Prove your humanity

The Pennsylvania NewsMedia Association awarded The Allegheny Front three statewide Keystone Media Awards in its division for radio stations in the Pittsburgh and Philadelphia markets.

The awards recognize journalism that “consistently provides relevance, integrity, and initiative in serving readers and audiences, and faithfully fulfills its First Amendment rights/responsibilities.”

This year, 2,623 entries were received from 139 Pennsylvania news organizations. Journalists in Michigan judged the entries.

Terrie Baumgardner

Terrie Baumgardner said the more she learned about the cracker plant Shell planned to build along the Ohio River, the more she knew she had to speak out about it. She hoped others would do the same. Photo: Kara Holsopple / The Allegheny Front

First Place, Best Documentary: ‘Covering the Start-Up of Shell’s Ethane Cracker’

The Allegheny Front’s Reid Frazier, Julie Grant, Kara Holsopple and Kathy Knauer covered the startup of Shell’s ethane cracker in 2022. Stories included voices from the community, advocates surveying the Ohio River for plastic pollution and experts who answered questions from our listeners.

This coverage also won a Golden Quill from the Press Club of Western Pennsylvania for Excellence in Audio Journalism in the Enterprise/Investigative category.

For all of our coverage of the ethane cracker, go to our Coming Chemical Boom series page.

Tacumba Turner and Terina J. Hicks

Tacumba Turner, program manager of Oasis Farm & Fishery, with Terina J. Hicks of Soul Pitt Media. Photo: Kara Holsopple / The Allegheny Front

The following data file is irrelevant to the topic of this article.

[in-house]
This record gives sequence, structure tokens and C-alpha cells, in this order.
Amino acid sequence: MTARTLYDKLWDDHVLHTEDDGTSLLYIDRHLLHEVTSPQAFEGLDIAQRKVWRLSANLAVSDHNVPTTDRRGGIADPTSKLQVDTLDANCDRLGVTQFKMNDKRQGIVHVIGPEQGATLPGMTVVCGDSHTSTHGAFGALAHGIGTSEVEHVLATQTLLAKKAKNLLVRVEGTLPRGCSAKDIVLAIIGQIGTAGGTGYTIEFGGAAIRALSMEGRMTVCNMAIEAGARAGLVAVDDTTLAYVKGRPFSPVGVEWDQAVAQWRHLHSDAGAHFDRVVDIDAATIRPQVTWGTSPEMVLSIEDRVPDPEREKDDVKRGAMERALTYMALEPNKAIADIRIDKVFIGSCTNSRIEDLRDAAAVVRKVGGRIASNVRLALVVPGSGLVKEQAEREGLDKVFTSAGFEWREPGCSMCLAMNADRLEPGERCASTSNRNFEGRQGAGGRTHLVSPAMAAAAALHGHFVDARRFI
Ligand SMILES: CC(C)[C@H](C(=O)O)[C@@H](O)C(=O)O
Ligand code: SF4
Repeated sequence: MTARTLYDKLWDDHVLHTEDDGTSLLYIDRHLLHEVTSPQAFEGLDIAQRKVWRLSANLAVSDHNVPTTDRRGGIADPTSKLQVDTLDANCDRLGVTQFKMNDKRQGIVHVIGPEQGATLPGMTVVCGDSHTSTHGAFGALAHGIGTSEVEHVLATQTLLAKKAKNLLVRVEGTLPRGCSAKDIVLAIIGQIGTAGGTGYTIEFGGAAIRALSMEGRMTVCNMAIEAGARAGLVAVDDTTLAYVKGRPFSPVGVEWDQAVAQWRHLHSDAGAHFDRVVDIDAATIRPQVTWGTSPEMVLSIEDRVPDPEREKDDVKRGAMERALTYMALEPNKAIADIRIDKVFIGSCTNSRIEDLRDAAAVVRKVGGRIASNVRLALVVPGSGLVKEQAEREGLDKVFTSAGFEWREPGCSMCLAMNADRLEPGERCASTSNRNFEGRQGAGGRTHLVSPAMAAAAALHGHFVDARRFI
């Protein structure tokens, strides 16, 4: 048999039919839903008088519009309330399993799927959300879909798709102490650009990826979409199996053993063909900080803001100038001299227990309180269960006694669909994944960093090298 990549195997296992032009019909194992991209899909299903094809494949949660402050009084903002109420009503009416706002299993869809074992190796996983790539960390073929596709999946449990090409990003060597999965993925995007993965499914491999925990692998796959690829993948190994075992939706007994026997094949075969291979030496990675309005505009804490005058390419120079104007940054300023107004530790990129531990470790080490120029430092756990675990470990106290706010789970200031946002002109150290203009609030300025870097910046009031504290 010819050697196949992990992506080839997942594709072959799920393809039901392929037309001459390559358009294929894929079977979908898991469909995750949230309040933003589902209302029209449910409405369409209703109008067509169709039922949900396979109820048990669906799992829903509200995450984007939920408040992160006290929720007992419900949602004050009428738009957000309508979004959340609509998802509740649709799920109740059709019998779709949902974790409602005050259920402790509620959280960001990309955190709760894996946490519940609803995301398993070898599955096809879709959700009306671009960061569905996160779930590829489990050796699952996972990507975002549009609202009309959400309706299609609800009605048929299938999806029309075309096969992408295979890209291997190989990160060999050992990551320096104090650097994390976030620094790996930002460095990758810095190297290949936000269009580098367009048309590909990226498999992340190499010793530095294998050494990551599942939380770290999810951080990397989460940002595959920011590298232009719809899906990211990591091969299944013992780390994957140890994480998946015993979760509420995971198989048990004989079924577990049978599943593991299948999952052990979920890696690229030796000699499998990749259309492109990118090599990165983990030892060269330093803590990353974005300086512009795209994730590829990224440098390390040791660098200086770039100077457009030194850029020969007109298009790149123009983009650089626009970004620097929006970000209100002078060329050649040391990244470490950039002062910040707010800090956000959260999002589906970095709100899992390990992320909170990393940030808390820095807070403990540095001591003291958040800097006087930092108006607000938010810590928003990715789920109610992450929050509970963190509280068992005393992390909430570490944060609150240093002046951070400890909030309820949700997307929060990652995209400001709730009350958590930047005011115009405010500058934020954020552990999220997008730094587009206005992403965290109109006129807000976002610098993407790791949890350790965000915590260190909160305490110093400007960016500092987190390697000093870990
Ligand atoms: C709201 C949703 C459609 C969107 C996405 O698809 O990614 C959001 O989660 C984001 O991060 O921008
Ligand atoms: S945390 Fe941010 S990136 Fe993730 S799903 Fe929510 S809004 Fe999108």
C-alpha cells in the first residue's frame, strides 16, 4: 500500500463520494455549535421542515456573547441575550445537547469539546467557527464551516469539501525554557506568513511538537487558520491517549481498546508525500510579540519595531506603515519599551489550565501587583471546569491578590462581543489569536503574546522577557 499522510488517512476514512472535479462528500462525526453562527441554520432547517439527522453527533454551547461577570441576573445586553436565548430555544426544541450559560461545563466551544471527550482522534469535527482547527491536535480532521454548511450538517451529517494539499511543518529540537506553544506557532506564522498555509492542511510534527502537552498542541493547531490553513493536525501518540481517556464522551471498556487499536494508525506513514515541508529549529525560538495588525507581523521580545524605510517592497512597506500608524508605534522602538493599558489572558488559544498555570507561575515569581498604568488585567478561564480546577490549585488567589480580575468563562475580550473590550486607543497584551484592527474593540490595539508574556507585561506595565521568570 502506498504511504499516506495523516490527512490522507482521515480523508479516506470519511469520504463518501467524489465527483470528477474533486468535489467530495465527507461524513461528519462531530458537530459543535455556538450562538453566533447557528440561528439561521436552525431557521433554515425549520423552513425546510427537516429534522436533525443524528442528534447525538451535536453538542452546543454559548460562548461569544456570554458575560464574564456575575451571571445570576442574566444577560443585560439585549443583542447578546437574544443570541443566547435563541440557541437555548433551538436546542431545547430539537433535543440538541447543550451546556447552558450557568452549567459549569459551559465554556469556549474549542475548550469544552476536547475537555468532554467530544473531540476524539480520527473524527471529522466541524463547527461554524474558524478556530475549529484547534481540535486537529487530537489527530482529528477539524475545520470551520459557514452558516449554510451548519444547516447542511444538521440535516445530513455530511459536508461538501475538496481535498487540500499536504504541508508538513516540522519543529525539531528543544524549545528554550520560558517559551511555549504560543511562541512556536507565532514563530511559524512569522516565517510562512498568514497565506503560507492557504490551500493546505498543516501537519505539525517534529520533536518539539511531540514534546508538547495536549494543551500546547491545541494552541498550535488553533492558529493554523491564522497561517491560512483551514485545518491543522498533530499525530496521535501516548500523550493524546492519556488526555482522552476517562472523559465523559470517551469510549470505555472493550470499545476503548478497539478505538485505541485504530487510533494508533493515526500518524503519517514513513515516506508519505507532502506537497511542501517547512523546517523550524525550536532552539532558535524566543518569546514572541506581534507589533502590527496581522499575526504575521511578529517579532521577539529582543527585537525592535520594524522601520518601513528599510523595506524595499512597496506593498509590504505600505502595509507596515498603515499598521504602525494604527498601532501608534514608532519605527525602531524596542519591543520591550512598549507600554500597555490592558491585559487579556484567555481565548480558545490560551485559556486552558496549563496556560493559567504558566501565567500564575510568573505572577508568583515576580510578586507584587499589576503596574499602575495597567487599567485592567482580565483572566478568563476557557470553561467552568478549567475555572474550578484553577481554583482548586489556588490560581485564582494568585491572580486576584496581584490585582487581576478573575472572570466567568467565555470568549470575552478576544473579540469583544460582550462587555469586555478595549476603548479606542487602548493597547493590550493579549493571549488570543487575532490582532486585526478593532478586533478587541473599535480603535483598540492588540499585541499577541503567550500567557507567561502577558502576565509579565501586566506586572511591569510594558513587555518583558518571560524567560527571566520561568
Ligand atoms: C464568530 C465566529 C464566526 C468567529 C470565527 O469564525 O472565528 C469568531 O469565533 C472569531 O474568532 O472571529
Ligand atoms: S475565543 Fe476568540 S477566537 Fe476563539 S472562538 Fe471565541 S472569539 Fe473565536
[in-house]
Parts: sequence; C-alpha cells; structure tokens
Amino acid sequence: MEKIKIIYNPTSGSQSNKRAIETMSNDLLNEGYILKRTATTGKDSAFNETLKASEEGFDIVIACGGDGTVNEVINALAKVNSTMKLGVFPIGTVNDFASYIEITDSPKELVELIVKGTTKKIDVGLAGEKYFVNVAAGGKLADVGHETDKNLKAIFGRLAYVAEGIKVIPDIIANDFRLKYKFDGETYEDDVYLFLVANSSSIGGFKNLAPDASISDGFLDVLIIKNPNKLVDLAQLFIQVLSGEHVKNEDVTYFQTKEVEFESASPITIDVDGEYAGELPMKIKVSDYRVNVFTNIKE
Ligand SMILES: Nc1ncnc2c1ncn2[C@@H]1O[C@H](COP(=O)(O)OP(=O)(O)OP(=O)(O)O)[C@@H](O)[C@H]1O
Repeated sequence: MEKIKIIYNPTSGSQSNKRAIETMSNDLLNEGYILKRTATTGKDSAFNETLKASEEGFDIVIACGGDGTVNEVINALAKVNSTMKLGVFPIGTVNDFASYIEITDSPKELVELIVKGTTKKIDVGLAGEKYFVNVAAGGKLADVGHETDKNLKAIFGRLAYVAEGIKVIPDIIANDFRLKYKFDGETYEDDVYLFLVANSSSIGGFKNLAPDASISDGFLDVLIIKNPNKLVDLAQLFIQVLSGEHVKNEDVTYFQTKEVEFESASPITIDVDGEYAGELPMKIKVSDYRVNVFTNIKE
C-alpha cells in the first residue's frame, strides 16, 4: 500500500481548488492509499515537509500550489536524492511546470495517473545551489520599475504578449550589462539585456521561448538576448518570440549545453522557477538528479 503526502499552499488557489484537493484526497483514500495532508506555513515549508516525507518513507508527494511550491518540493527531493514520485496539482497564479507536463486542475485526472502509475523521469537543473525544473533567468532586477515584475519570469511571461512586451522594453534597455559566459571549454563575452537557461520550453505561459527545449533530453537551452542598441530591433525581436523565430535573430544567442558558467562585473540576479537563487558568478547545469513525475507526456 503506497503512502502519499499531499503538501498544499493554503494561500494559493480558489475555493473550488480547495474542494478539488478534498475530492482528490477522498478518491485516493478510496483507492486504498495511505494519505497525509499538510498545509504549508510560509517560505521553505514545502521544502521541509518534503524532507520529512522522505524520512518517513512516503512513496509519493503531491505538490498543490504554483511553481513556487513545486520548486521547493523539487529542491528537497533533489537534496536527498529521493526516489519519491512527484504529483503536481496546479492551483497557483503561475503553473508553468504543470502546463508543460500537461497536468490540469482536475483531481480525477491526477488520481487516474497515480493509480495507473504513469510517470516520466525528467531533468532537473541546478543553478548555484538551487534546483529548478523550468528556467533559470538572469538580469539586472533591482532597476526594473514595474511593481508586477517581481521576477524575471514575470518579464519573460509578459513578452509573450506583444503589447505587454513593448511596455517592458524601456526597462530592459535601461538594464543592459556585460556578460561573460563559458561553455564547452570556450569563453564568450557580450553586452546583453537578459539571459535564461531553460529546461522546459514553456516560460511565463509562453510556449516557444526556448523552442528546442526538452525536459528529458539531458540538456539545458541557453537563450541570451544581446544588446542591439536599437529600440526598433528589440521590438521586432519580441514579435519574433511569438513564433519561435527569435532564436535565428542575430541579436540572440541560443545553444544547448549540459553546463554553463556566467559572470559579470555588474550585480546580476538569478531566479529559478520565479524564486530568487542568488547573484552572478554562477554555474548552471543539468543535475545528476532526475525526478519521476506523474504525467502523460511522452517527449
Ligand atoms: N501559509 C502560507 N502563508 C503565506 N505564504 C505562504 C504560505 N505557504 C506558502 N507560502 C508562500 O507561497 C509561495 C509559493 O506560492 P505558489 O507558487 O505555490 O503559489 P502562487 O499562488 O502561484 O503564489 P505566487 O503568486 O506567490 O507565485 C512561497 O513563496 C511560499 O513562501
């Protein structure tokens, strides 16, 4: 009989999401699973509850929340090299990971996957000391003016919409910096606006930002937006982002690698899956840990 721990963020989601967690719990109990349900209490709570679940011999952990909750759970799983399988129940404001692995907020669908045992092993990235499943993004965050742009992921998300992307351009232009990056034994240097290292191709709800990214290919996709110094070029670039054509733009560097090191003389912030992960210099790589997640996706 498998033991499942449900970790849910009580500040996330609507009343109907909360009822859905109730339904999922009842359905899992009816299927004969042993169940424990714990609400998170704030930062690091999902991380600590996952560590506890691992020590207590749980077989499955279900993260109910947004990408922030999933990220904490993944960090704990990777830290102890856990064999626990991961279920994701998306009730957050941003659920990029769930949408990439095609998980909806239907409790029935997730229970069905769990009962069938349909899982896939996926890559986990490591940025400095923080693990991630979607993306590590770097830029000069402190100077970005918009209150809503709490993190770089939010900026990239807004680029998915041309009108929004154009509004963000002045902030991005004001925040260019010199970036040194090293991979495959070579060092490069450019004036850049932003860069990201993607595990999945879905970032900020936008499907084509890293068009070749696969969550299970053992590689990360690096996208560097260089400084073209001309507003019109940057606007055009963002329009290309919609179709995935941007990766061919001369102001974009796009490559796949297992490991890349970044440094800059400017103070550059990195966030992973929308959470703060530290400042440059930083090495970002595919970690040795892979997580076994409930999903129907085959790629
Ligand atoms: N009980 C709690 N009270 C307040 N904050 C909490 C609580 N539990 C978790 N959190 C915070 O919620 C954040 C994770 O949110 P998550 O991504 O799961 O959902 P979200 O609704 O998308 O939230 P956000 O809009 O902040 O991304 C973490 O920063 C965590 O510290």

Second Place, Best Series: ‘Sowing Soil with Soul in partnership with Soul Pitt Media’

In Pittsburgh’s Black community, urban agriculture goes beyond growing vegetables. It’s about providing food security, life and career skills, opportunities for veterans and youth empowerment.

The Allegheny Front’s Kara Holsopple and Kathy Knauer and Soul Pitt Media’s Terina J. Hicks and Donna Baxter showcased four Black urban farmers who are using their skills and talents to sustain their communities in the series “Sowing Soil with Soul.”

Nathan Johnson leans against a massive oak tree

Nathan Johnson, public lands director for the Ohio Environmental Council leaning against a white oak tree in a section of the Wayne National Forest slated for clear-cutting. Photo: Julie Grant / The Allegheny Front

Second Place, Best Enterprise Reporting: ‘Lawsuit challenges plan to clearcut white oak in Wayne National Forest’

The Allegheny Front’s Julie Grant won for her story that examined the growing demand for white oak wood, the predicted decline of white oak in American forests and the threats it faces from climate change, invasive insects and diseases.

This story also won a Golden Quill from the Press Club of Western Pennsylvania for Excellence in Audio Journalism in the Science/Environment category, including the Ed King Memorial Award for Best in Show.